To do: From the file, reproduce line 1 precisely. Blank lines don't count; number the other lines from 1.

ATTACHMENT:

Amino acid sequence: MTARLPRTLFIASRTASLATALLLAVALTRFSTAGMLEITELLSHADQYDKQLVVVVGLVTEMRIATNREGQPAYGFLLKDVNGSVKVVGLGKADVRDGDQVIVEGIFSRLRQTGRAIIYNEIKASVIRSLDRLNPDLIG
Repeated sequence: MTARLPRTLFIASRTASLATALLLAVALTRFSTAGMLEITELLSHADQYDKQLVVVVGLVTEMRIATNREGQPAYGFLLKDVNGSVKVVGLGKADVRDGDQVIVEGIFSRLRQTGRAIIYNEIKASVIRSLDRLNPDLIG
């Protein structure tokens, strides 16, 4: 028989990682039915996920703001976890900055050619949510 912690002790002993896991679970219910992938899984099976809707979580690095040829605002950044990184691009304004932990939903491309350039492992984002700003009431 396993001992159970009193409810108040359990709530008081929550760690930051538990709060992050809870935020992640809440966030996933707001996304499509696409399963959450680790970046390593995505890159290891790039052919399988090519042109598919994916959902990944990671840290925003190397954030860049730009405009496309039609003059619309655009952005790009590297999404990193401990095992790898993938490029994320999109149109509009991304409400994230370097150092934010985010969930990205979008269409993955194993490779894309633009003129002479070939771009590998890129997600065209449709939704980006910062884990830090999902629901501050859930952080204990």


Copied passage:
Amino acid sequence: MTARLPRTLFIASRTASLATALLLAVALTRFSTAGMLEITELLSHADQYDKQLVVVVGLVTEMRIATNREGQPAYGFLLKDVNGSVKVVGLGKADVRDGDQVIVEGIFSRLRQTGRAIIYNEIKASVIRSLDRLNPDLIG